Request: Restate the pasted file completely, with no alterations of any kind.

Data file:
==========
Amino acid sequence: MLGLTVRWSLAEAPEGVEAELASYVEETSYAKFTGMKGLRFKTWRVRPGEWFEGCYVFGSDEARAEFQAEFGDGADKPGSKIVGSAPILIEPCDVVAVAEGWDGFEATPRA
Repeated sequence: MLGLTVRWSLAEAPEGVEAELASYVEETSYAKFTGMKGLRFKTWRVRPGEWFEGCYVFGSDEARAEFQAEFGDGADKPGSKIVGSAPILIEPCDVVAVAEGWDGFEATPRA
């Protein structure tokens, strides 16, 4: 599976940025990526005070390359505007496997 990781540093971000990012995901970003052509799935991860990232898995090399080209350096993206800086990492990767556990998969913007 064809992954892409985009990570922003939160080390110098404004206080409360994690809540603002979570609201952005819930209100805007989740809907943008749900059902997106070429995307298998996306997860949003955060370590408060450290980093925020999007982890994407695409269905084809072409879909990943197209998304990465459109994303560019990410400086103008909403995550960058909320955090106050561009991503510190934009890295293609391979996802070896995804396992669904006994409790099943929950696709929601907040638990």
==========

Amino acid sequence: MLGLTVRWSLAEAPEGVEAELASYVEETSYAKFTGMKGLRFKTWRVRPGEWFEGCYVFGSDEARAEFQAEFGDGADKPGSKIVGSAPILIEPCDVVAVAEGWDGFEATPRA
Repeated sequence: MLGLTVRWSLAEAPEGVEAELASYVEETSYAKFTGMKGLRFKTWRVRPGEWFEGCYVFGSDEARAEFQAEFGDGADKPGSKIVGSAPILIEPCDVVAVAEGWDGFEATPRA
């Protein structure tokens, strides 16, 4: 599976940025990526005070390359505007496997 990781540093971000990012995901970003052509799935991860990232898995090399080209350096993206800086990492990767556990998969913007 064809992954892409985009990570922003939160080390110098404004206080409360994690809540603002979570609201952005819930209100805007989740809907943008749900059902997106070429995307298998996306997860949003955060370590408060450290980093925020999007982890994407695409269905084809072409879909990943197209998304990465459109994303560019990410400086103008909403995550960058909320955090106050561009991503510190934009890295293609391979996802070896995804396992669904006994409790099943929950696709929601907040638990």